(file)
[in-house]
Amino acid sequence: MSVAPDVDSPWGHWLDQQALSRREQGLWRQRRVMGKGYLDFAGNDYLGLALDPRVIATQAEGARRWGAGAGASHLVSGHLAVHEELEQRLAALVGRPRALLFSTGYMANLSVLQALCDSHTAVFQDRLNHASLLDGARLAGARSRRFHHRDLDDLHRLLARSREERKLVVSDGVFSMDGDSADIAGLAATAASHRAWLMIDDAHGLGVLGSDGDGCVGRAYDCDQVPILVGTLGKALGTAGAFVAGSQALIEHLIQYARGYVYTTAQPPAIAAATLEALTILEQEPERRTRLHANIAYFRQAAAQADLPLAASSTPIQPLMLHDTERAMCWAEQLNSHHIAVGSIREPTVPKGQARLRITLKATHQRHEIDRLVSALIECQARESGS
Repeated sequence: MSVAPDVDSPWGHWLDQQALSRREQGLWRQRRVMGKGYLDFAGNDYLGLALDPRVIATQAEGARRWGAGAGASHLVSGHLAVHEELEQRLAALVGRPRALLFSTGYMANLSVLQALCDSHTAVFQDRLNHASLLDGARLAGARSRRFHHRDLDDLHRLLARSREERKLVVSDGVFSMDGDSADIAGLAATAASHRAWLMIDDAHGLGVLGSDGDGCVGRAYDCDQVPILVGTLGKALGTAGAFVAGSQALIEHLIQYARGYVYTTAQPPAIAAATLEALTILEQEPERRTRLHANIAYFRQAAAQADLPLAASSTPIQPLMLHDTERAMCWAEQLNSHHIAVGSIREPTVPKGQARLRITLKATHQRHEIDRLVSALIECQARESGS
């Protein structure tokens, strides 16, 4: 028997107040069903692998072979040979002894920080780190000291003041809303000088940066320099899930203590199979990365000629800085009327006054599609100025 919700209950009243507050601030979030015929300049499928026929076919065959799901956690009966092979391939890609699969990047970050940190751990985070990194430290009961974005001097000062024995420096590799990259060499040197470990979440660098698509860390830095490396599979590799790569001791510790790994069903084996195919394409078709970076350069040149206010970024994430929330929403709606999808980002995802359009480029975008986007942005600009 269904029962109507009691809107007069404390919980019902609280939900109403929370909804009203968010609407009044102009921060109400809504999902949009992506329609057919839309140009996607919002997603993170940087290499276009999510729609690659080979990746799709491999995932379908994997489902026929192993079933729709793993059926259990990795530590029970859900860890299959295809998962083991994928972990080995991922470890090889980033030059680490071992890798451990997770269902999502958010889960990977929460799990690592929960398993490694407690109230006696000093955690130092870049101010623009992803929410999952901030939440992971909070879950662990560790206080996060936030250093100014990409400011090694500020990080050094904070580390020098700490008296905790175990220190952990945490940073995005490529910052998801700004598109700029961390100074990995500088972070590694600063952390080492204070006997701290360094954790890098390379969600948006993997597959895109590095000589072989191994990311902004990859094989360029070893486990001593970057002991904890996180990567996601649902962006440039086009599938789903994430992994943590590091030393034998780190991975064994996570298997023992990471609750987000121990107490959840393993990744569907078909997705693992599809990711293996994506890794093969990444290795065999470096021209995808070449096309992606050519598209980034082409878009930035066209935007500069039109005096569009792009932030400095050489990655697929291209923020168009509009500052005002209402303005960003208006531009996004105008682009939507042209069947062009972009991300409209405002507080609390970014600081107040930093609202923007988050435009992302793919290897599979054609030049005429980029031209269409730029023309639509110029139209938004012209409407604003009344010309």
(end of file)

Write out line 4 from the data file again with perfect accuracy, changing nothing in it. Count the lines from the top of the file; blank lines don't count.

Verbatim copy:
């Protein structure tokens, strides 16, 4: 028997107040069903692998072979040979002894920080780190000291003041809303000088940066320099899930203590199979990365000629800085009327006054599609100025 919700209950009243507050601030979030015929300049499928026929076919065959799901956690009966092979391939890609699969990047970050940190751990985070990194430290009961974005001097000062024995420096590799990259060499040197470990979440660098698509860390830095490396599979590799790569001791510790790994069903084996195919394409078709970076350069040149206010970024994430929330929403709606999808980002995802359009480029975008986007942005600009 269904029962109507009691809107007069404390919980019902609280939900109403929370909804009203968010609407009044102009921060109400809504999902949009992506329609057919839309140009996607919002997603993170940087290499276009999510729609690659080979990746799709491999995932379908994997489902026929192993079933729709793993059926259990990795530590029970859900860890299959295809998962083991994928972990080995991922470890090889980033030059680490071992890798451990997770269902999502958010889960990977929460799990690592929960398993490694407690109230006696000093955690130092870049101010623009992803929410999952901030939440992971909070879950662990560790206080996060936030250093100014990409400011090694500020990080050094904070580390020098700490008296905790175990220190952990945490940073995005490529910052998801700004598109700029961390100074990995500088972070590694600063952390080492204070006997701290360094954790890098390379969600948006993997597959895109590095000589072989191994990311902004990859094989360029070893486990001593970057002991904890996180990567996601649902962006440039086009599938789903994430992994943590590091030393034998780190991975064994996570298997023992990471609750987000121990107490959840393993990744569907078909997705693992599809990711293996994506890794093969990444290795065999470096021209995808070449096309992606050519598209980034082409878009930035066209935007500069039109005096569009792009932030400095050489990655697929291209923020168009509009500052005002209402303005960003208006531009996004105008682009939507042209069947062009972009991300409209405002507080609390970014600081107040930093609202923007988050435009992302793919290897599979054609030049005429980029031209269409730029023309639509110029139209938004012209409407604003009344010309």